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Athletics: Kelsey Stewart on rediscovering her love for sprinting after leaving British Skeleton set-up

Kelsey Stewart.
Kelsey Stewart.

It has been a rocky few years for Kelsey Stewart, but a string of encouraging performances – including a strong showing in the 200m on Sunday – has seen her revitalise her outlook on a sport she looked set to walk away from.

Competing last weekend, Stewart ran her fastest 200m since 2017 – the same year which saw her selected for the Commonwealth Games in Australia.

Stewart’s clocking of 24.64sec is all the more impressive considering that she only returned to athletics in January, after concluding a brief foray into skeleton.

Stewart had been part of the 2026 Winter Olympics training set-up, but after being dropped from the programme in December, was in no rush to return to the track.

After a strong 2017 season which saw Stewart win the English U23 title for the 400m, the intervening years were trying for the Stonehaven-based athlete.

Selection for the 4x400m relay at the Gold Coast Commonwealth Games ought to have been the high point of her career. But after selectors denied her the chance to run in the Commonwealth final – where the Scottish team set a national record – Stewart endured several seasons where, falling well short of her best, she questioned her motivation for the sport.

Yet the latest twist in Stewart’s career has seen her return to track and field of her own accord, and the plans were hatched over a course of sushi with her friend and fellow 400m runner, Zoey Clark.

Shortly after leaving the British skeleton set-up, a catch-up between the two of them was long overdue, and with Clark having since moved to a new coach in Ryan Oswald, Stewart was tempted to dip her toe back into the sport.

Kelsey Stewart has returned to sprinting after being involved with the British Skeleton set-up. 

She explained: “I came back from skeleton, and I was actually very determined I was not going back to athletics at all.

“I was very set on that decision – I did not want to go back to it. Skeleton gave me a nice break, but afterwards I thought ‘I can’t go back to athletics again’.

“But Zoey and Ryan got me round to their house for tea one night just for a catch-up. By the end of the evening, I had decided I was going to be training with Ryan.”

Part of what may have convinced Stewart may have been the fact that Oswald himself had tried winter sports after deciding to leave competitive athletics behind in 2014.

Having put everything on the line for the 2014 Commonwealth Games – falling just short of the standard himself – Oswald briefly turned his hand to speedskating.

The ability to relate to Stewart’s experience suggested a new set-up for Stewart might give her a chance of returning to the sport where she had enjoyed significant success as a junior.

She said: “Ryan himself had done a bit of speed skating for a while – he had a crack at it and was in the British set-up for a bit, so he understood it, and he was in a position where he’d tried winter sport.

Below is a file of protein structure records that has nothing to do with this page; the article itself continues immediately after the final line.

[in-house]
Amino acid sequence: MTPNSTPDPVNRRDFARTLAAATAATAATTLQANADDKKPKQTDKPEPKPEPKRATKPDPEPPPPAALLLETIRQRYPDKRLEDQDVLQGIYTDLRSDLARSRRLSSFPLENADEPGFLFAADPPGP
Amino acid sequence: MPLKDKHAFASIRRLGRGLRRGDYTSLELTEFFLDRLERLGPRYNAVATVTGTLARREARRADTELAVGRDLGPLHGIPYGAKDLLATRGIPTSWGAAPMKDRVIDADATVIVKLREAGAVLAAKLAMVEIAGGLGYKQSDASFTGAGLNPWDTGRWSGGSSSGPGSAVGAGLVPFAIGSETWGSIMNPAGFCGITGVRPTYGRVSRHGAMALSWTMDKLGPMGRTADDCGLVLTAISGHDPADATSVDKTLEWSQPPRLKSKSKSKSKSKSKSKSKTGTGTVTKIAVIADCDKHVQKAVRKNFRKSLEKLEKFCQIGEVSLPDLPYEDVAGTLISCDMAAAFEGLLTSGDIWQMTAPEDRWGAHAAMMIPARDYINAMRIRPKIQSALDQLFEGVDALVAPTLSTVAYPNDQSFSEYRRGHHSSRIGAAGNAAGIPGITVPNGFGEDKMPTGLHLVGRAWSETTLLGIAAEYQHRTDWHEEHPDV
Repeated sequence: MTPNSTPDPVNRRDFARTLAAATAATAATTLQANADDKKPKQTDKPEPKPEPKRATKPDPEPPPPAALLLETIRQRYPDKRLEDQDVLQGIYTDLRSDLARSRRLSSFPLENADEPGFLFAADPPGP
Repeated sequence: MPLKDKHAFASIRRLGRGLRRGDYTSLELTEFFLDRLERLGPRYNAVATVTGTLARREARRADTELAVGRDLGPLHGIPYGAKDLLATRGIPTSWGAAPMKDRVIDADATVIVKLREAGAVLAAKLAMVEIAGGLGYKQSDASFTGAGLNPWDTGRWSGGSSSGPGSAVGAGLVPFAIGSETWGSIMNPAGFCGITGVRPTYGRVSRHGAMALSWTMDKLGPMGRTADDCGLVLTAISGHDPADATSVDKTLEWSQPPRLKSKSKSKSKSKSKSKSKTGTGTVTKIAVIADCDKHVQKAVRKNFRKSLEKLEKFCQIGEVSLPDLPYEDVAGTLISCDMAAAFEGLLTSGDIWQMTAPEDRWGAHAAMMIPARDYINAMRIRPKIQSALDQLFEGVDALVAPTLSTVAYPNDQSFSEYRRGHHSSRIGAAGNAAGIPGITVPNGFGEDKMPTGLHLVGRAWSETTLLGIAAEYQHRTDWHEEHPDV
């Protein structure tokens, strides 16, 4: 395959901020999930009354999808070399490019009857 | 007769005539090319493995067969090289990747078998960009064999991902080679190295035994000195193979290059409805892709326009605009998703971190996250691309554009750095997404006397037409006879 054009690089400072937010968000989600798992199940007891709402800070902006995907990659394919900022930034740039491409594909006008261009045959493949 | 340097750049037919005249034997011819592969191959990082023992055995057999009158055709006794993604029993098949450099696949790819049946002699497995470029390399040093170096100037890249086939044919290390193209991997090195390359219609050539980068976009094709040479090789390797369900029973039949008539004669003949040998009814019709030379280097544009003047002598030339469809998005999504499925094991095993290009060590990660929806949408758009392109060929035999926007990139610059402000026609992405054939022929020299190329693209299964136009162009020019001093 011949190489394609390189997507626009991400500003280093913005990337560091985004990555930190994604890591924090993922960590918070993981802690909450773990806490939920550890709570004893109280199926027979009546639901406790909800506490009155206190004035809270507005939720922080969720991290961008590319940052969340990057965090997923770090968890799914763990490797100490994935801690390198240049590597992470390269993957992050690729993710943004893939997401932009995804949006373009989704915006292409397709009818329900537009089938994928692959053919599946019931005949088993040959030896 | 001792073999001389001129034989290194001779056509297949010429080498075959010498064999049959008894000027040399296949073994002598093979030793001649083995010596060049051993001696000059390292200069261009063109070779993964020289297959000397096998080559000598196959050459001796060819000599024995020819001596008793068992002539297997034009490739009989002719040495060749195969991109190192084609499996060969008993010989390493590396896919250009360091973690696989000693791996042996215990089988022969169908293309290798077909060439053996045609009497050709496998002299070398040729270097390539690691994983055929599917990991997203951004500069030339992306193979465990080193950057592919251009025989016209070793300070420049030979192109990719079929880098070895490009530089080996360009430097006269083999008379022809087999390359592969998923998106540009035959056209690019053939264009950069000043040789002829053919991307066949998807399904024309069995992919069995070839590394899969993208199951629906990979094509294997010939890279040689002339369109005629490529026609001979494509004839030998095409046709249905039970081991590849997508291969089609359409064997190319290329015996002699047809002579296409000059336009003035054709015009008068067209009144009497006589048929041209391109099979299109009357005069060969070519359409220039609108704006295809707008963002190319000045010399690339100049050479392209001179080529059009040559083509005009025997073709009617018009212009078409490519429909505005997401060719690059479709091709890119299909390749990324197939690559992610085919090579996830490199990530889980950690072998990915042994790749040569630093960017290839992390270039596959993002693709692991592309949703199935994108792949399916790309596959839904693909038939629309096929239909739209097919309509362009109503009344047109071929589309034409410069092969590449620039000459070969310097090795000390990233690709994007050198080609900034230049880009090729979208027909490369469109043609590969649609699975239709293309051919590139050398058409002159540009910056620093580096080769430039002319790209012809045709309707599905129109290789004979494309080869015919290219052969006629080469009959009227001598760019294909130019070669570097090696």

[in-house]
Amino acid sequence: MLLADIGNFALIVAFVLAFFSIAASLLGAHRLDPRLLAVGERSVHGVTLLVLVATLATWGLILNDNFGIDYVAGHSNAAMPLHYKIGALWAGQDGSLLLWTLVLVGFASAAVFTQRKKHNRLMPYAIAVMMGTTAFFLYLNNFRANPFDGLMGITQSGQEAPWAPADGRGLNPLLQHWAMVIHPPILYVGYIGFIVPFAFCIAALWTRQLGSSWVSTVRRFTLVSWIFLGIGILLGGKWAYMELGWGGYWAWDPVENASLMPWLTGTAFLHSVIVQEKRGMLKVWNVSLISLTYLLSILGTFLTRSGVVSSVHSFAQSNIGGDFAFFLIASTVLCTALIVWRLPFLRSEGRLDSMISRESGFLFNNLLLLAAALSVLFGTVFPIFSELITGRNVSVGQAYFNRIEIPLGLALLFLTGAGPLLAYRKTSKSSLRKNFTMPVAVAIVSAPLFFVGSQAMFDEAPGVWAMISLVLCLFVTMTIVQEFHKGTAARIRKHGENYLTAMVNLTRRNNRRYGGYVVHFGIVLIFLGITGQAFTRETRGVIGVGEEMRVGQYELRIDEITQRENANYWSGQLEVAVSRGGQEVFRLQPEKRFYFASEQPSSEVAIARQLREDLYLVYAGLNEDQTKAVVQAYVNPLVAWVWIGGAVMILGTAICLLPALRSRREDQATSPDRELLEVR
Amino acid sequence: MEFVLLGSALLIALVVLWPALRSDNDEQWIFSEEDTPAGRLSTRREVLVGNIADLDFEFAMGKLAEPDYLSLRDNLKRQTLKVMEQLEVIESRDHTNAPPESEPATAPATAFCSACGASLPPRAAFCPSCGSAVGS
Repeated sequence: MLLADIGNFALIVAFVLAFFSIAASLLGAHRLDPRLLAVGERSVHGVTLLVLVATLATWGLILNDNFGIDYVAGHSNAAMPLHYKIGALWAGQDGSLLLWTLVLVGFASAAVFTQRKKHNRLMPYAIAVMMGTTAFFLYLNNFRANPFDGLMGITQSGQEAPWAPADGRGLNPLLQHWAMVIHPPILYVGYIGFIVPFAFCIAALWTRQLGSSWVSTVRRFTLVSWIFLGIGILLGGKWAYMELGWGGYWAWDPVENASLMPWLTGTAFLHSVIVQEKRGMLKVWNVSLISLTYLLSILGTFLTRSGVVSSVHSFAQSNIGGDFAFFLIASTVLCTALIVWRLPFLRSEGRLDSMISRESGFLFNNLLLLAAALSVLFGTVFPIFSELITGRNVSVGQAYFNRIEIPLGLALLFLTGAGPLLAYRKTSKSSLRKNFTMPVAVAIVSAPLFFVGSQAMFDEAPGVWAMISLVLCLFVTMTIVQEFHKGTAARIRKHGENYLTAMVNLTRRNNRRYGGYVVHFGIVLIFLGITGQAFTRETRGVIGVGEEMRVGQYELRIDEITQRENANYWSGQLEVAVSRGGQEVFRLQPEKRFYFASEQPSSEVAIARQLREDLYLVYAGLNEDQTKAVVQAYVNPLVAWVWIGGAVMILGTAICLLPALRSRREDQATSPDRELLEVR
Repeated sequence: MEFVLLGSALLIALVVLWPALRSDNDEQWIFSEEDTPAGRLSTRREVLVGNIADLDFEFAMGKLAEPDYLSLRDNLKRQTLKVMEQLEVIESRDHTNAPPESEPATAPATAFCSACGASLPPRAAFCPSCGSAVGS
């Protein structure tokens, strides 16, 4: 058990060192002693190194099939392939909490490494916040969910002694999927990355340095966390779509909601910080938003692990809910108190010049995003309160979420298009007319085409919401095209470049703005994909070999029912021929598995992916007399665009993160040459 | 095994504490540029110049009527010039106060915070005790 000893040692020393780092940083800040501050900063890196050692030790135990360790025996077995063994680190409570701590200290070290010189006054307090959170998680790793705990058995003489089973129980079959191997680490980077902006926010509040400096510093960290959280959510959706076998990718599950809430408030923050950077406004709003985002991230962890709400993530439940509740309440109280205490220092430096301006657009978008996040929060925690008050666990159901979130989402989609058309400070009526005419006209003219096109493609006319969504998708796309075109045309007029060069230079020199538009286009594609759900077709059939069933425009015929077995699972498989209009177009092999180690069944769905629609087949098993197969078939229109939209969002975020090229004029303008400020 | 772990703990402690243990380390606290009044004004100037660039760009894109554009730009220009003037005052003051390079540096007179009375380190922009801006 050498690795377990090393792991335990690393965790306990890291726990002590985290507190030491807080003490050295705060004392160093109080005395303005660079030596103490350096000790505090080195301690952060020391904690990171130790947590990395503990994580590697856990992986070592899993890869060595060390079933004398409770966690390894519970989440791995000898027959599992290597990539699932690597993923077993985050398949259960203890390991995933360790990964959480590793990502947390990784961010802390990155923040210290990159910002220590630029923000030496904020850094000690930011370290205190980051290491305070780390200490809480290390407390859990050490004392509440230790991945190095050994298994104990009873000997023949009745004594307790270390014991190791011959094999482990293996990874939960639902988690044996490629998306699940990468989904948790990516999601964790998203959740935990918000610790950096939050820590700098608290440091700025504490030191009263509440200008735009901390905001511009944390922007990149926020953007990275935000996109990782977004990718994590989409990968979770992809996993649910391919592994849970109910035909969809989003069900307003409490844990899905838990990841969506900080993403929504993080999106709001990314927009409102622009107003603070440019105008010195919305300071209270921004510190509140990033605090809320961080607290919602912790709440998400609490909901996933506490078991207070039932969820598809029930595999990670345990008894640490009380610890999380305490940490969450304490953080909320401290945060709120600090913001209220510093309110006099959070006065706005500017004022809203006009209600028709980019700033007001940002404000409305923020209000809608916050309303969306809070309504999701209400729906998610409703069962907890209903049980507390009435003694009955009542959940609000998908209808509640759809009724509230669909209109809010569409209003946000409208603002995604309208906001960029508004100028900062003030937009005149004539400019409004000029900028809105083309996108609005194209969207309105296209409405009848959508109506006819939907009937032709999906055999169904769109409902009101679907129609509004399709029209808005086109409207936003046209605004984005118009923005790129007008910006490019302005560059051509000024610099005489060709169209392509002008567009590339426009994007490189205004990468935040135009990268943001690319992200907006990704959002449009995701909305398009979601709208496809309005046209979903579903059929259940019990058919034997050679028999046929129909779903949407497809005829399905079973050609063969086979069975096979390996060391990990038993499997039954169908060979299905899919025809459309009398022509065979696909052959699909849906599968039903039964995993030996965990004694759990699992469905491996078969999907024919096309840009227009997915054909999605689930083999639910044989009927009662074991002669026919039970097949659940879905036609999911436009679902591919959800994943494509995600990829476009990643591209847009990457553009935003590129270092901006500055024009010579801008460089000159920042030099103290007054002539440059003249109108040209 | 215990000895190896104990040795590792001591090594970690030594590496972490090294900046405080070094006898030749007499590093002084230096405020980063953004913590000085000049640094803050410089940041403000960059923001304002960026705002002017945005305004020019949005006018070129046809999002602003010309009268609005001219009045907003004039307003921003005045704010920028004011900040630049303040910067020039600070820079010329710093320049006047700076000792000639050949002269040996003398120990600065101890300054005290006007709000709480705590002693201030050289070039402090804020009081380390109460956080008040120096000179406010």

“He said ‘Kelsey, you’ve gone and got so strong from this – you’ve still got unfinished business. We’ll get you fit to start with and get you back, and then you can make up your mind.’

Tempted, Stewart got herself back involved, but as she explains, it was very much on her own terms.

“He never pushed me at any point,” she said. “It was all my own decision. To start with, it was very much a case of getting me back into the group.

“Then we said we would maybe see about training, but there was no real urgency. Then all of a sudden, I was back into racing – and here we are.”

Kelsey Stewart.

Stewart added that, mentally, the attributes which had seen her win numerous medals over 200m, 300m, 400m, and 800m as a junior athlete had become a crutch for her during a fallow few years. Since returning to the sport, she has scaled back the intensity and rigid discipline which, over time, became inimical to her sporting ambitions.

“I think Ryan’s approach (to the sport) really helps – he’s very relaxed, which I think works for me and I’ve come into it with a different mindset compared to what I’ve had in the past.

“I’ve got a much more laid-back mindset now, and I think I’ve realised it’s important to also have a life. Athletics isn’t the be all and end all, and I think that’s made me a much happier athlete.

“When I have a bad race now, or a bad session, I’m able to park it quite quickly. In the past, I might have dwelled on it quite a lot. It would make me feel down for the rest of the day.

“Now I just park it, and think ‘that doesn’t matter’. Getting that kind of balance is really important and just having a more chilled approach. That’s what Ryan’s like. He’s brilliant and I really rate it. It’s been good to come back and I’m genuinely enjoying it.”

If happier athletes run faster than disillusioned athletes, Stewart is certainly proof.

Having only returned to training in late December, Stewart has decided she will focus on the 100m and 200m over the coming season. Having set a personal best in the 100m and come within 0.3sec of her 200m best, Stewart is now looking to compete at the Scottish Senior Championships later this year, which take place on home turf.

“It’s brilliant to have Scottish Seniors back in Aberdeen, because it’s a long time since we’ve had them. I would quite like to do a 100m and 200m there.

“Next year, we would look at going back to 400m, but at the end of the day, I didn’t get a winter and I haven’t done the work for it.

“But instead of looking at it in a negative way, we’ve looked at it in a positive way – we’ve actually got an opportunity to sort out running mechanics, which will be helpful eventually over the 400m.

“We’re working on things which wouldn’t normally get worked on which, in the long run, will definitely help.”

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